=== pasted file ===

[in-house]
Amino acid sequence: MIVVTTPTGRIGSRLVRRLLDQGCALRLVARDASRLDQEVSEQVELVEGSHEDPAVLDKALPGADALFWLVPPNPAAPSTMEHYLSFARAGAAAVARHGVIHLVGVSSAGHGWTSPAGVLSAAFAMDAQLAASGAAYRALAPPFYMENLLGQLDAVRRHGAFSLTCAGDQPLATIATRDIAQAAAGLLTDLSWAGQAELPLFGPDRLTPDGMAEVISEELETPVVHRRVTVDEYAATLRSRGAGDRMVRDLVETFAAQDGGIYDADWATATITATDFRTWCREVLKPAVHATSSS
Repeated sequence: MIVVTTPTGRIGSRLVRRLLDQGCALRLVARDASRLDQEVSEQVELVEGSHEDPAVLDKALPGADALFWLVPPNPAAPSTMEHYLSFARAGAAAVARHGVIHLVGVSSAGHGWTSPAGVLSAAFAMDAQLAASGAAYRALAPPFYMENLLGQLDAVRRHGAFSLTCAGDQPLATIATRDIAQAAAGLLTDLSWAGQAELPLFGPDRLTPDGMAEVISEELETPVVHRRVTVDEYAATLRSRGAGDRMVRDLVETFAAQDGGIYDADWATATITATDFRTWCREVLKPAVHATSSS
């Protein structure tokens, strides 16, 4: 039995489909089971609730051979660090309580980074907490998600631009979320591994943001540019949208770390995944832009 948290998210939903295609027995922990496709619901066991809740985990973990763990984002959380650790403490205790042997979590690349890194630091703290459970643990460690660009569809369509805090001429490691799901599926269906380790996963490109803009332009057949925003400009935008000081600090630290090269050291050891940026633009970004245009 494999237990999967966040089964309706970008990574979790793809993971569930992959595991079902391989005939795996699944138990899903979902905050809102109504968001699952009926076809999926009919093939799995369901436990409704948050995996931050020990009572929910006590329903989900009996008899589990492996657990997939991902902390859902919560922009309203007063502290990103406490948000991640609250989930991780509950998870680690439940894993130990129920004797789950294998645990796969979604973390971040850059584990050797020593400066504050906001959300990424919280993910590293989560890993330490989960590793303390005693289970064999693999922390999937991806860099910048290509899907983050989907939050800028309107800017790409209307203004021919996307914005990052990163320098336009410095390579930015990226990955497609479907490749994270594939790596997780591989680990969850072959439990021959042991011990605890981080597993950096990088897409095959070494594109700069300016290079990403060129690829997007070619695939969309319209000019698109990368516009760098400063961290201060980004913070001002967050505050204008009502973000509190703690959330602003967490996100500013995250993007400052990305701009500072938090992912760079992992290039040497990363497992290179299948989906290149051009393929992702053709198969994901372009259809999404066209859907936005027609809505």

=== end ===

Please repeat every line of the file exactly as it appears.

[in-house]
Amino acid sequence: MIVVTTPTGRIGSRLVRRLLDQGCALRLVARDASRLDQEVSEQVELVEGSHEDPAVLDKALPGADALFWLVPPNPAAPSTMEHYLSFARAGAAAVARHGVIHLVGVSSAGHGWTSPAGVLSAAFAMDAQLAASGAAYRALAPPFYMENLLGQLDAVRRHGAFSLTCAGDQPLATIATRDIAQAAAGLLTDLSWAGQAELPLFGPDRLTPDGMAEVISEELETPVVHRRVTVDEYAATLRSRGAGDRMVRDLVETFAAQDGGIYDADWATATITATDFRTWCREVLKPAVHATSSS
Repeated sequence: MIVVTTPTGRIGSRLVRRLLDQGCALRLVARDASRLDQEVSEQVELVEGSHEDPAVLDKALPGADALFWLVPPNPAAPSTMEHYLSFARAGAAAVARHGVIHLVGVSSAGHGWTSPAGVLSAAFAMDAQLAASGAAYRALAPPFYMENLLGQLDAVRRHGAFSLTCAGDQPLATIATRDIAQAAAGLLTDLSWAGQAELPLFGPDRLTPDGMAEVISEELETPVVHRRVTVDEYAATLRSRGAGDRMVRDLVETFAAQDGGIYDADWATATITATDFRTWCREVLKPAVHATSSS
């Protein structure tokens, strides 16, 4: 039995489909089971609730051979660090309580980074907490998600631009979320591994943001540019949208770390995944832009 948290998210939903295609027995922990496709619901066991809740985990973990763990984002959380650790403490205790042997979590690349890194630091703290459970643990460690660009569809369509805090001429490691799901599926269906380790996963490109803009332009057949925003400009935008000081600090630290090269050291050891940026633009970004245009 494999237990999967966040089964309706970008990574979790793809993971569930992959595991079902391989005939795996699944138990899903979902905050809102109504968001699952009926076809999926009919093939799995369901436990409704948050995996931050020990009572929910006590329903989900009996008899589990492996657990997939991902902390859902919560922009309203007063502290990103406490948000991640609250989930991780509950998870680690439940894993130990129920004797789950294998645990796969979604973390971040850059584990050797020593400066504050906001959300990424919280993910590293989560890993330490989960590793303390005693289970064999693999922390999937991806860099910048290509899907983050989907939050800028309107800017790409209307203004021919996307914005990052990163320098336009410095390579930015990226990955497609479907490749994270594939790596997780591989680990969850072959439990021959042991011990605890981080597993950096990088897409095959070494594109700069300016290079990403060129690829997007070619695939969309319209000019698109990368516009760098400063961290201060980004913070001002967050505050204008009502973000509190703690959330602003967490996100500013995250993007400052990305701009500072938090992912760079992992290039040497990363497992290179299948989906290149051009393929992702053709198969994901372009259809999404066209859907936005027609809505």